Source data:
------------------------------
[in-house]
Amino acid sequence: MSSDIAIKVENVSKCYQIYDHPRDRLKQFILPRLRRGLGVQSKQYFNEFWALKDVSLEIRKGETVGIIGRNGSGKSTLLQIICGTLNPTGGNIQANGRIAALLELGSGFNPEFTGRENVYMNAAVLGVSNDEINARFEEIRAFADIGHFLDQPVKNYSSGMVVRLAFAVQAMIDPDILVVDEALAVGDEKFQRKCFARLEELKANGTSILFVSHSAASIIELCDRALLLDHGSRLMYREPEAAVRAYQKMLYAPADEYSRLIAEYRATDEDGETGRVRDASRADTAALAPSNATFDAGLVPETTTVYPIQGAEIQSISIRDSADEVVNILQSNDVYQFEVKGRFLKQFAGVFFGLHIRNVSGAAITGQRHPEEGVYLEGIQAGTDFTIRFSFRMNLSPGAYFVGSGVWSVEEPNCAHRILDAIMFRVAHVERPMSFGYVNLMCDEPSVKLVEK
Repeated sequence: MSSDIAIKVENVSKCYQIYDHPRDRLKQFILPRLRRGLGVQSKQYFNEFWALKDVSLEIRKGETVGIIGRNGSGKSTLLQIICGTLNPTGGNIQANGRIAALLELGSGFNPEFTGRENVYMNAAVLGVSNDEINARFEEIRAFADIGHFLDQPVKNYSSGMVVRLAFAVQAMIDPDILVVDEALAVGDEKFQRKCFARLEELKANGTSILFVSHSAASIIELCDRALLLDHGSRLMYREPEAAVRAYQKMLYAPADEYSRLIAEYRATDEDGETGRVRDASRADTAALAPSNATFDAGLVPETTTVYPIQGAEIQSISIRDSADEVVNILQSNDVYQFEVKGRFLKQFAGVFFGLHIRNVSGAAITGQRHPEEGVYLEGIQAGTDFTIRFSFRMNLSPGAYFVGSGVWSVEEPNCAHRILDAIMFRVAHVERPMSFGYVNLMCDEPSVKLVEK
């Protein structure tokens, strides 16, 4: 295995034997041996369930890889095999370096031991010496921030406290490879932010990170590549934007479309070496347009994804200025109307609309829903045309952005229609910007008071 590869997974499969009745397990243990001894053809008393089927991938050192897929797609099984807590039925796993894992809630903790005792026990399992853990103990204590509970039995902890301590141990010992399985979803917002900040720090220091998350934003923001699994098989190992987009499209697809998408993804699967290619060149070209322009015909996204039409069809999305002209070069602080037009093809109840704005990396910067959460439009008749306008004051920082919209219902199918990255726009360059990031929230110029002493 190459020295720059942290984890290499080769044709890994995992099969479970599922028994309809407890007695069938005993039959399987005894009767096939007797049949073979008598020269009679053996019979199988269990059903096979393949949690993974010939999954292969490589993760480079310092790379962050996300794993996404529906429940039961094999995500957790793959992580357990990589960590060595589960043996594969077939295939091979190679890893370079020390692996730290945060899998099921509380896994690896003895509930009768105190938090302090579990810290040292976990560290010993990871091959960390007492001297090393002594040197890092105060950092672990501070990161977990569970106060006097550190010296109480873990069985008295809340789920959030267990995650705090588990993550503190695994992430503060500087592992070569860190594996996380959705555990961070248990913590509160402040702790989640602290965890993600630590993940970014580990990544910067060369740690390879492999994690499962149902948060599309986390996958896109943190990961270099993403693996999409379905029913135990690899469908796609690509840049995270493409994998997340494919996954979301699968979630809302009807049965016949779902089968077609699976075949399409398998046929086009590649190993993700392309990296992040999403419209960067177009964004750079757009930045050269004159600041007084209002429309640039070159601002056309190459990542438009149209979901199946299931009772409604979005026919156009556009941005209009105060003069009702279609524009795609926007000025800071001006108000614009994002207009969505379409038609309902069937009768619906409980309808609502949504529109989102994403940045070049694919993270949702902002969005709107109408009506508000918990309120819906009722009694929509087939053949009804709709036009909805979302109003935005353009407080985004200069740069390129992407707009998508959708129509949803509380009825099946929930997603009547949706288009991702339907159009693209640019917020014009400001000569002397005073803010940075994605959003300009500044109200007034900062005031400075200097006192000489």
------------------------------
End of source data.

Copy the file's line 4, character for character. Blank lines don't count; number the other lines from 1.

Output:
């Protein structure tokens, strides 16, 4: 295995034997041996369930890889095999370096031991010496921030406290490879932010990170590549934007479309070496347009994804200025109307609309829903045309952005229609910007008071 590869997974499969009745397990243990001894053809008393089927991938050192897929797609099984807590039925796993894992809630903790005792026990399992853990103990204590509970039995902890301590141990010992399985979803917002900040720090220091998350934003923001699994098989190992987009499209697809998408993804699967290619060149070209322009015909996204039409069809999305002209070069602080037009093809109840704005990396910067959460439009008749306008004051920082919209219902199918990255726009360059990031929230110029002493 190459020295720059942290984890290499080769044709890994995992099969479970599922028994309809407890007695069938005993039959399987005894009767096939007797049949073979008598020269009679053996019979199988269990059903096979393949949690993974010939999954292969490589993760480079310092790379962050996300794993996404529906429940039961094999995500957790793959992580357990990589960590060595589960043996594969077939295939091979190679890893370079020390692996730290945060899998099921509380896994690896003895509930009768105190938090302090579990810290040292976990560290010993990871091959960390007492001297090393002594040197890092105060950092672990501070990161977990569970106060006097550190010296109480873990069985008295809340789920959030267990995650705090588990993550503190695994992430503060500087592992070569860190594996996380959705555990961070248990913590509160402040702790989640602290965890993600630590993940970014580990990544910067060369740690390879492999994690499962149902948060599309986390996958896109943190990961270099993403693996999409379905029913135990690899469908796609690509840049995270493409994998997340494919996954979301699968979630809302009807049965016949779902089968077609699976075949399409398998046929086009590649190993993700392309990296992040999403419209960067177009964004750079757009930045050269004159600041007084209002429309640039070159601002056309190459990542438009149209979901199946299931009772409604979005026919156009556009941005209009105060003069009702279609524009795609926007000025800071001006108000614009994002207009969505379409038609309902069937009768619906409980309808609502949504529109989102994403940045070049694919993270949702902002969005709107109408009506508000918990309120819906009722009694929509087939053949009804709709036009909805979302109003935005353009407080985004200069740069390129992407707009998508959708129509949803509380009825099946929930997603009547949706288009991702339907159009693209640019917020014009400001000569002397005073803010940075994605959003300009500044109200007034900062005031400075200097006192000489």